IFComp 2011: Operation Extraction

Spoilers follow the break.

And finally I’m up to the third and last of this year’s HTML/Javascript games, and the one that’s the least like conventional IF, in that there’s no specific player character. You’re in control of a team of three people, a strike force trying to rescue an abducted weapons researcher by disrupting a planned transfer from the hotel where she’s being held to a more secure location. Most of the time, your people move about independently and on their own schedule, and all you can do is switch your vantage point, and therefore whose actions you’re observing. Every once in a while, though, one of them will face a decision, and you get to tell them what to do — provided you’re with them at the time.

The whole business of switching between characters acting in realtime reminds me a bit of an old FMV game called Psychic Detective, which gave you the ability to ride around in people’s heads. Both in this game and that one, it’s tempting to just go switching from person to person at random in an attempt to get the big picture, but sticking with each character through an entire play-through is the best way to grasp what’s going on and where everything is. There’s one big difference between the two games, though: here, you’re not bound to characters. Every time the person you’re following leaves the room, you have to explicitly follow them with your next click or get left behind. Also, you can just go wandering off by yourself if you like. Although you can jump instantly to any member of your team, most of the hyperlinks in this game perform IF-style room-by-room navigation. It gives an impression that you’re a real but invisible and intangible entity in the gameworld, like a spectator in a FPS. And yet, when you’re with one of the player characters, you often get their inner thoughts narrated to you.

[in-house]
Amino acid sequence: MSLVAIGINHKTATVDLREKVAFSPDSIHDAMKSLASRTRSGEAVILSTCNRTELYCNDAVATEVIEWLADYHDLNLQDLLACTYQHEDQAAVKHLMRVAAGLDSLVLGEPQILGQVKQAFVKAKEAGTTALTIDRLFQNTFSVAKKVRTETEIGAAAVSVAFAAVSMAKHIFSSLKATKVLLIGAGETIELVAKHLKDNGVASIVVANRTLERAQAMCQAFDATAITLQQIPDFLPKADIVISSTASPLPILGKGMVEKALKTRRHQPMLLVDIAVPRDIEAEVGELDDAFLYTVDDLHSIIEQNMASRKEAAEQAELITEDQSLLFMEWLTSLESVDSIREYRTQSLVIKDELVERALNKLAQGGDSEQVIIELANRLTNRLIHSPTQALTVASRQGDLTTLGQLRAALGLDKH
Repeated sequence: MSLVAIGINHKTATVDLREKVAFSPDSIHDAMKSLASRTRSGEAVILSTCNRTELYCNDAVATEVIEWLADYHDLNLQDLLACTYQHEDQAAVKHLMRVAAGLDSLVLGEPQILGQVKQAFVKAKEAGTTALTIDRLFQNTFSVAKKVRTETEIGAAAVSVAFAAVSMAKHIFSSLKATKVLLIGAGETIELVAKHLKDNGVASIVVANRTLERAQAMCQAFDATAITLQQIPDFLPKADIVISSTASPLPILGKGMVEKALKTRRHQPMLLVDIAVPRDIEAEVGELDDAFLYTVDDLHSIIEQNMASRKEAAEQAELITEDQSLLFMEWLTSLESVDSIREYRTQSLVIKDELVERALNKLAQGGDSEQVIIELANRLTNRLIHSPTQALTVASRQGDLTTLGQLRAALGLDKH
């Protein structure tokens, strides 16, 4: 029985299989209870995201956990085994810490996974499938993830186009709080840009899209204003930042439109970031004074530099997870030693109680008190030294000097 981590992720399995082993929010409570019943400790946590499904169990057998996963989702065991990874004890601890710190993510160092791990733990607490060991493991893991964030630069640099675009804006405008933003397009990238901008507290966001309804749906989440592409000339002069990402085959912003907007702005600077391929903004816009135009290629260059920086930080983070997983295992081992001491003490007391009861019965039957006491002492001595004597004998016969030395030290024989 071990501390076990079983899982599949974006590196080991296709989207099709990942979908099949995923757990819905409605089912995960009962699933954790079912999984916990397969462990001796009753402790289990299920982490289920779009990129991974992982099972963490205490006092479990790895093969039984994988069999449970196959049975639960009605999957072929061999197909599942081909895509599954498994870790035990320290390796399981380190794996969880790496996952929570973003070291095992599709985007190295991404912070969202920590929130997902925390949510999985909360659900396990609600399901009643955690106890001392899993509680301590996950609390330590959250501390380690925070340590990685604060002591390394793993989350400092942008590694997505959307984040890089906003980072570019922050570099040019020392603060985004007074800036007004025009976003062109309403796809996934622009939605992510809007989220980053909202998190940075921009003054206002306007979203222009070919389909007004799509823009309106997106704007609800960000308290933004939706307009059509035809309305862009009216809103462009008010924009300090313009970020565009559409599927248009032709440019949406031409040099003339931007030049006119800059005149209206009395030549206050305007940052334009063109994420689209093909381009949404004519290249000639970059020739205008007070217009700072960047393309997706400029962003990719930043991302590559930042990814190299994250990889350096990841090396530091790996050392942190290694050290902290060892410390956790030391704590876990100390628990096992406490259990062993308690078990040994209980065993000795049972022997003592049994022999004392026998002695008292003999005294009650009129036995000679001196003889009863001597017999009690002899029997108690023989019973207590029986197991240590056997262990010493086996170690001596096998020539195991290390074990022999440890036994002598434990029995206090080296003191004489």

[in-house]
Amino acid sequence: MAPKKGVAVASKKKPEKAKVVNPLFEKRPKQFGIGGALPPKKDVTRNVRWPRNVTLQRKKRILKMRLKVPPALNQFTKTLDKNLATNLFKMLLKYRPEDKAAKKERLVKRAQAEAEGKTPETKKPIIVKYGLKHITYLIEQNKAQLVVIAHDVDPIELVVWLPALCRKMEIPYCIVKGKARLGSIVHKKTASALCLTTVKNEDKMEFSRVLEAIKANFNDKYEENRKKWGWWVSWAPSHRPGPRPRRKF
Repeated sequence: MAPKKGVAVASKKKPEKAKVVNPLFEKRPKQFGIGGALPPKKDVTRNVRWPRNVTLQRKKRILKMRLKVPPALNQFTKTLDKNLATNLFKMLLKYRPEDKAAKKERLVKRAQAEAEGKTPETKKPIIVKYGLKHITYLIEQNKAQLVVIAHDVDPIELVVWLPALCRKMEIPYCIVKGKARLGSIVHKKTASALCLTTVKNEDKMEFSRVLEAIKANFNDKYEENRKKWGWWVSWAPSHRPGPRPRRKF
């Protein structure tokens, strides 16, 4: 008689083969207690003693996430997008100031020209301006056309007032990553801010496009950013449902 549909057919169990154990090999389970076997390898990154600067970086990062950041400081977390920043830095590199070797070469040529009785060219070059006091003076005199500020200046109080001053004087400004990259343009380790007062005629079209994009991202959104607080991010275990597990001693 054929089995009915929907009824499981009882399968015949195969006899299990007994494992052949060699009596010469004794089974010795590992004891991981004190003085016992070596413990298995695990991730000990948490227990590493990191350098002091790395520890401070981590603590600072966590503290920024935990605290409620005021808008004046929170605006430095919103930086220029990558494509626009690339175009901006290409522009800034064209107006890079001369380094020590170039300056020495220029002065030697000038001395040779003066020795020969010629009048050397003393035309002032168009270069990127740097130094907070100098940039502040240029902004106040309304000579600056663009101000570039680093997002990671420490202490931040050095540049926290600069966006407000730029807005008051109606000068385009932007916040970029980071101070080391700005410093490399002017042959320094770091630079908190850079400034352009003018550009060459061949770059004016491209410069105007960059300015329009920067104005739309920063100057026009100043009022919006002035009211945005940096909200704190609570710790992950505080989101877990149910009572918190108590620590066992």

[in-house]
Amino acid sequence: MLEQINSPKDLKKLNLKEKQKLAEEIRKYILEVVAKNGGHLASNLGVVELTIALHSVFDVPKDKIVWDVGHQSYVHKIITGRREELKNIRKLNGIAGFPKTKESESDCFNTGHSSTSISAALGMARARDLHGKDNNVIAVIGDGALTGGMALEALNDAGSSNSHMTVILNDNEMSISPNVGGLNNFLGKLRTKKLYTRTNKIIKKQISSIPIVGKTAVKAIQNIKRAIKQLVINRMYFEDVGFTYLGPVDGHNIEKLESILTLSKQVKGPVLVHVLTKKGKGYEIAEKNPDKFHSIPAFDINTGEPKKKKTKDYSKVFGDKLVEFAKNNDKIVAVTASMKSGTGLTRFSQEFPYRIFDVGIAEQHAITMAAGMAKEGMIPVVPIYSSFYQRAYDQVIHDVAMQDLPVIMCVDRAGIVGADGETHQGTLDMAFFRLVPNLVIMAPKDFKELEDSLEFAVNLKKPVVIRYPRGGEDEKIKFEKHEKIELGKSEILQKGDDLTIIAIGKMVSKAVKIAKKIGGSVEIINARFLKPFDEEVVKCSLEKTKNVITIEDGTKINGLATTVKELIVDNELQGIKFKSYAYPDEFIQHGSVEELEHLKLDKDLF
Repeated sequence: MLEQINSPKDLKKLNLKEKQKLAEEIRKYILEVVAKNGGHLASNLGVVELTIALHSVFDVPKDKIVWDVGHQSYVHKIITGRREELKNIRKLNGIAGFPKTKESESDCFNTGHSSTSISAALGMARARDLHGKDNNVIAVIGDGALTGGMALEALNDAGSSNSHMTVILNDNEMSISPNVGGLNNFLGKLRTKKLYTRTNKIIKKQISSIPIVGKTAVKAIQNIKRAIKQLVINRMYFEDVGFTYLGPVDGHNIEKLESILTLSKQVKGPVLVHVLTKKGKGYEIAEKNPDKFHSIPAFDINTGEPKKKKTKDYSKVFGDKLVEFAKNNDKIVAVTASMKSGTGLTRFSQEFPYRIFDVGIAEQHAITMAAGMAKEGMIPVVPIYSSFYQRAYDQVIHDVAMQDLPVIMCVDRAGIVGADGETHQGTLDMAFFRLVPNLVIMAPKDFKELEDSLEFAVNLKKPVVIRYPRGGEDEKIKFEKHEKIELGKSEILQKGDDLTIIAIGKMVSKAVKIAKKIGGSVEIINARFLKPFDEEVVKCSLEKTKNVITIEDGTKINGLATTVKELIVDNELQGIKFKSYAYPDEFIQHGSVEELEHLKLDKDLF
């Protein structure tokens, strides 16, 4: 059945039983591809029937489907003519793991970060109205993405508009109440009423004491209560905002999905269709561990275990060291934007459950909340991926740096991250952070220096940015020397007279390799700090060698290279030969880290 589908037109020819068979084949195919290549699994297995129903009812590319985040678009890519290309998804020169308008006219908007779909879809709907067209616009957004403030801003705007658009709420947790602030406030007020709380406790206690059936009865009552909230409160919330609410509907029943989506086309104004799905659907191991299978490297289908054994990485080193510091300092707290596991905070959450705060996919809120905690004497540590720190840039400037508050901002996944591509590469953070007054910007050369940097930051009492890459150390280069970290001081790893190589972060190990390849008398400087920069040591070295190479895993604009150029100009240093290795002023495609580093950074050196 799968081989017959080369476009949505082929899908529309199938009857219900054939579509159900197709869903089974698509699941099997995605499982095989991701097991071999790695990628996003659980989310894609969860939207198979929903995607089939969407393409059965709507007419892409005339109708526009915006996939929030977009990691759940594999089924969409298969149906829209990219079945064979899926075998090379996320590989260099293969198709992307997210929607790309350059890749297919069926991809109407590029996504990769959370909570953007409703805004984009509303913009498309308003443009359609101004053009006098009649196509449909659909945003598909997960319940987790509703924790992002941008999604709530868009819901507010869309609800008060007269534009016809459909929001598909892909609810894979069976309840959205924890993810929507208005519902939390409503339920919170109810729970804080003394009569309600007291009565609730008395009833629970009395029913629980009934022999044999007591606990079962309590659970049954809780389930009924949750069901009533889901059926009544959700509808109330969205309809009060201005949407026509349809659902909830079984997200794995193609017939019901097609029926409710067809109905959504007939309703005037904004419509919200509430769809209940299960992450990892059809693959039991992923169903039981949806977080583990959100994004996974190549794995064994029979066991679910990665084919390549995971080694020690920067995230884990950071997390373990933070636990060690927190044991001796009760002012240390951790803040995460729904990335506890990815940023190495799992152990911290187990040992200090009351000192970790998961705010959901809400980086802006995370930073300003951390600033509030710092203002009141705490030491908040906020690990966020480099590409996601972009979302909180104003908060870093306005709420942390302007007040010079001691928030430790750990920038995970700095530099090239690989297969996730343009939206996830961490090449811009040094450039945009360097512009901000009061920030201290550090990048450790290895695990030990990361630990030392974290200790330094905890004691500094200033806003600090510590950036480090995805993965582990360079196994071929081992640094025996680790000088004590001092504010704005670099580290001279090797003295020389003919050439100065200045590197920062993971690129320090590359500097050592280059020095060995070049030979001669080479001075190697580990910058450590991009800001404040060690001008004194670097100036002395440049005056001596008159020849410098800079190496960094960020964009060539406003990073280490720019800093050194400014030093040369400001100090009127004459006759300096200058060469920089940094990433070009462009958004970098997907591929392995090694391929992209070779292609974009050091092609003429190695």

The story is serviceable enough, and seems to have a fairly large number of variations and endings where different members of your team get killed or not. But it’s more interesting as a formal experiment than as a story.

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